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Unser Deutschlandmärchen (Our German Story) Dinçer Güçyeter

216 pages, Mikrotext, 5th edition

· Winner of the 2023 Leipzig Book Fair Prize

· Book of the Month 2023 of Darmstädter Jury e.V.

· Selected and recommended by New Books in German

Our German Fairy Tale is Dinçer Güçyeter’s first novel: a candid and convincing family saga told in the voices of three generations from the early twentieth century to the present, set in Turkey and Germany. The story is told by three characters: Dinçer, his mother Fatma and his grandmother Hanife. It begins in Anatolia, with a stark example of the status of women at that time: it is the duty of every man to provide a homeless woman with shelter. A cartload of women whose husbands have been killed in the war is deposited in the village square. That same night Hanife is conceived by her mother Ayşe, a refugee from Greece, and the man who takes her in, Ömer Bey. Ömer’s other wives treat Ayşe like a slave, and when Hanife marries, she receives similar treatment from own husband, Osman. When Osman is killed, Hanife escapes to the city with her three children. A suitor, Yilmaz, asks to marry Fatma: reluctantly, Hanife agrees and Fatma travels with Yilmaz to Germany. She works in a factory making carburettors for Mercedes. Yilmaz runs a bar, which turns into a kind of clubhouse for his friends. However, it loses money, and Hanife takes on extra work in an attempt to pay Yilmaz’s debts. After thirteen years of marriage, Dinçer is born. Fatma adores him, but their financial circumstances become more extreme. Even though he is a child, Dinçer tries to earn money to help. Eventually, Fatma is injured in an industrial accident and has to give up work in the factory.

“A sometimes quiet, gentle, vulnerable book, but often an equally angry, wounded, rebellious book. Above all, however, it is a virtuously composed work of linguistic art that one cannot escape”


“The compelling power and beauty of his poetic work is gauged with the ethos of craftsmanship: the skill of ‘working and adapting raw material with the right tools.’ On the one hand, the aesthetic experience of matching form and content; on the other, the existential process of giving a life story the dignity and meaning it deserves. In the middle of it all are the poet and his mother.”


“As Dinçer approaches adulthood he knows he cannot do the kind of work his mother would

approve of: he is a writer. He spends all his free time reading, and feels like an outsider everywhere. In Germany he is aware of how Turkish he is, and in Turkey he feels very German. His intense love for a mother who worked herself into the ground for his sake is tempered by a desire to grow beyond this kind of life. The book is a collage of short chapters with different first-person narrators and a variety of ‘songs’ written in prose in the third person, poems, and black and white photos. The photos in particular give a strong sense that these are real people, and the writing itself is direct, lucid, and affecting. Though explicitly denoted as a novel, the book feels very personal and true to life. An intriguing portrayal

of under-represented life experiences and a powerful evocation of the intense and complex love between Dinçer and his mother.”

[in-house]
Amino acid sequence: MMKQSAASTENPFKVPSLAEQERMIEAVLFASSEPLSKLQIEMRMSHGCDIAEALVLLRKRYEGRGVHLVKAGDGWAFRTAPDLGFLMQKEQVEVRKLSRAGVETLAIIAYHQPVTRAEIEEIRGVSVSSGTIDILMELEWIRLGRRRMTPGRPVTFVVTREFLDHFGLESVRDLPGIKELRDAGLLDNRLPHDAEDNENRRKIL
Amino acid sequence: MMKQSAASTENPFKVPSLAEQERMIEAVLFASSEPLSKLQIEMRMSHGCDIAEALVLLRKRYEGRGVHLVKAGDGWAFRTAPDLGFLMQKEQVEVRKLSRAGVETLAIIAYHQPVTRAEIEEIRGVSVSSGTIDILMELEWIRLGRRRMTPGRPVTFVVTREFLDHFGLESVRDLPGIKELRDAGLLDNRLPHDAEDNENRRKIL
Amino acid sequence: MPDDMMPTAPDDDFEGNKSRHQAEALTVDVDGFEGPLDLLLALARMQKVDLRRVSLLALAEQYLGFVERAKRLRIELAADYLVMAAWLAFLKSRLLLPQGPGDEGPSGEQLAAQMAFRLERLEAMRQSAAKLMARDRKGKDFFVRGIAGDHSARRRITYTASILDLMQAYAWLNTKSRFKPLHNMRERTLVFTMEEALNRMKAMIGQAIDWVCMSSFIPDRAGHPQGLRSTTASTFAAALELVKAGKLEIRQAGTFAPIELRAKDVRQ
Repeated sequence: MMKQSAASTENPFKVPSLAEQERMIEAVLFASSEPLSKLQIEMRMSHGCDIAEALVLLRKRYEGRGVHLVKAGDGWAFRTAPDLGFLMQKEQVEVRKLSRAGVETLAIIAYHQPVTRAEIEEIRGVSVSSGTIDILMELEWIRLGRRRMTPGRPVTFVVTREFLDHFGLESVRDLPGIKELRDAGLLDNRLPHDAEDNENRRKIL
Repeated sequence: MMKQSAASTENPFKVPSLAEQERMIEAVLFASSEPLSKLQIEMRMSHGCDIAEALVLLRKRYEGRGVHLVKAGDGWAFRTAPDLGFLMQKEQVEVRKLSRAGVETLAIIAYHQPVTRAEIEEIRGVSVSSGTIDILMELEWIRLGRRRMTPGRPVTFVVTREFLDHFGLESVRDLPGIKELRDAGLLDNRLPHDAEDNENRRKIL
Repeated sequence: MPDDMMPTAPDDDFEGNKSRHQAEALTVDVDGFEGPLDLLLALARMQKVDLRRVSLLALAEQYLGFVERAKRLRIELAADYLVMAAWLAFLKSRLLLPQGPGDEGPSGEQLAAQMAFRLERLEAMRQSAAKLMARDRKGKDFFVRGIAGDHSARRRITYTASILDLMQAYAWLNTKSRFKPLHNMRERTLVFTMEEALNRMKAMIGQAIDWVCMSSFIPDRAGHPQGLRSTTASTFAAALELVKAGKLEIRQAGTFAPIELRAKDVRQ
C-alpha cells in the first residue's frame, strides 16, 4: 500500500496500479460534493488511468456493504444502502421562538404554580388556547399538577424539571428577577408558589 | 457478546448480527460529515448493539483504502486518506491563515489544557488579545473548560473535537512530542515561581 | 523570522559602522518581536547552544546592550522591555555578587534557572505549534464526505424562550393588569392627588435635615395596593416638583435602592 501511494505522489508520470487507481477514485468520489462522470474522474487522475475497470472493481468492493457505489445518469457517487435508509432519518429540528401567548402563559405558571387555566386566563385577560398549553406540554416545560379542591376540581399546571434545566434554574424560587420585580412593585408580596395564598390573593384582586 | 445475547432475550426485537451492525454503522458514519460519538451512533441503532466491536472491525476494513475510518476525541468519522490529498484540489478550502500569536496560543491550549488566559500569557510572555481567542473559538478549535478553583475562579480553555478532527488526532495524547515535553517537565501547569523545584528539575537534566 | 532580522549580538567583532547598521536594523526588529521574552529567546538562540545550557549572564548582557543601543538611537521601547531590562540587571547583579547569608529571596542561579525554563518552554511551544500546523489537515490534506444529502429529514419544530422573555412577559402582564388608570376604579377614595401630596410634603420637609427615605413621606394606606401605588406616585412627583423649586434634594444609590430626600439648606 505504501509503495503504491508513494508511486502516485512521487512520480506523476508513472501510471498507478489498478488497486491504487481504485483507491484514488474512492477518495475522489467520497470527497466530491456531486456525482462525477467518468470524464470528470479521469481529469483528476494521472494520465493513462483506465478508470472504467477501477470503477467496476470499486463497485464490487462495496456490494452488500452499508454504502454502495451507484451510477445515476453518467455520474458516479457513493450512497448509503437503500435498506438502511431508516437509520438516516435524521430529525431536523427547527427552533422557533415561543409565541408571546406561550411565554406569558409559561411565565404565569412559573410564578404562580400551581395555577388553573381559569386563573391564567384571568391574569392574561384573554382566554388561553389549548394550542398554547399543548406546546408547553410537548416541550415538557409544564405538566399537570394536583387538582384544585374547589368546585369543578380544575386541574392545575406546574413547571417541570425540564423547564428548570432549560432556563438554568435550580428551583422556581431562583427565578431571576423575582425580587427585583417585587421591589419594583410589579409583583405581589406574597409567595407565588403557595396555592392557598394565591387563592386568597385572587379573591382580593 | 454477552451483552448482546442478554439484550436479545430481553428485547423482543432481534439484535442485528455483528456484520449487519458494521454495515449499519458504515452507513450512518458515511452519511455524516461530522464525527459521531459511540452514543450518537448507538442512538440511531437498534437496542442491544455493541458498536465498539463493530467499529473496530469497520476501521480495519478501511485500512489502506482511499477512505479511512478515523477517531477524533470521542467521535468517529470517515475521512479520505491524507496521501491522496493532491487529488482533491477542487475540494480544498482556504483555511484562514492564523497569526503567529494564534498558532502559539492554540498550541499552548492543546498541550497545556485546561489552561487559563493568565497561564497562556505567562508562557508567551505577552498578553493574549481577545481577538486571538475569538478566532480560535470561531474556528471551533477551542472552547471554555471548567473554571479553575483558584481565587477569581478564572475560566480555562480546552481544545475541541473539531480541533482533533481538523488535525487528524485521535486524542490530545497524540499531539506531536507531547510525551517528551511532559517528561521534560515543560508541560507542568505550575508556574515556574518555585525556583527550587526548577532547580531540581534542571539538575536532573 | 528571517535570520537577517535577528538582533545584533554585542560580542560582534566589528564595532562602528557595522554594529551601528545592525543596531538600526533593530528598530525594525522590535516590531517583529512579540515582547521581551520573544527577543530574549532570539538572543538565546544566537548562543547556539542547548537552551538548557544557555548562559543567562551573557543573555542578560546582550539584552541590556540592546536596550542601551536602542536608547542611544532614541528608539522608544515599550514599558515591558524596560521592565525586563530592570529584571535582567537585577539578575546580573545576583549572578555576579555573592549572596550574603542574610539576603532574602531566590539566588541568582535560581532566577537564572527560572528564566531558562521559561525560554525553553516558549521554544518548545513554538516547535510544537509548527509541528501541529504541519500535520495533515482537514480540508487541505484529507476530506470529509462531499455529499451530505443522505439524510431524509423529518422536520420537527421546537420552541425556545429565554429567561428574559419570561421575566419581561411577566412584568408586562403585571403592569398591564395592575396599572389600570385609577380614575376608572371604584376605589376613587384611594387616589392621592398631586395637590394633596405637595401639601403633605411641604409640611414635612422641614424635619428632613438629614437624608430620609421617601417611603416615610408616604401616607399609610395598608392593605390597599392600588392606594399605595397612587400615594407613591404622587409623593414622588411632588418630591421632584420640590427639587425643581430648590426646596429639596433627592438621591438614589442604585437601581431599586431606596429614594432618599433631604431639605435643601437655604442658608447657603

“The book is certainly one of those that will keep us busy for longer than just one season.«


“A story of arriving against. all odds? A sceptical stocktaking? A declaration of love perhaps, an angry reckoning, or a sentimental family story? Dinçer Güçyeter pulls the rug out from under all expectations and presents a novel that is unusual in every respect.«


“Now he has succeeded in making great literature out of Fatma's silence, which she shares with so many women and men of her generation. This idiosyncratic, raw book is a must-read.”


“A poetics of experience. ... This extraordinary book take readers on a journey in a double sense, for never before has one come so close to the inner life of Turkish migrant women who have lived with and among us and worked for us for so long as in these texts.«


“The first generation of people who came to Germany as so-called guest workers has recently been increasingly the subject of contemporary literature. But as stylistically multifaceted as the writer and publisher Dinçer Güçyeter, born in 1979 in Nettetal, takes on the story of his parents, one is unlikely to have read this aspect of the history of the Federal Republic before.”


“I know and love Dinçer’s poetry. That he has now written a novel is very good news.”


“Apart from its literary quality, Our German Fairy Tale is also a tribute to the many people who have come to Germany from Turkey since 1961, carrying in their luggage little more than the hope of earning enough money to return home in a few years as made people..”


Dinçer Güçyeter was born in 1979 in Nettetal and is a German theatremaker, poet, editor, and publisher. Güçyeter grew up as the son of a pub owner and a manual worker and gained his secondary school certificate in evening classes. From 1996 to 2000 he trained as a tool mechanic and subsequently worked as a restaurateur. In 2012, he founded the ELIF Verlag publishing house, which focuses on poetry. Güçyeter continues to fund his publishing venture by working part-time as a forklift driver. Aus Glut geschnitzt was published in

2017 and Mein Prinz, ich bin das Ghetto in 2021. In 2022, Güçyeter was awarded the Peter Huchel Prize. He has two children and lives in Nettetal.


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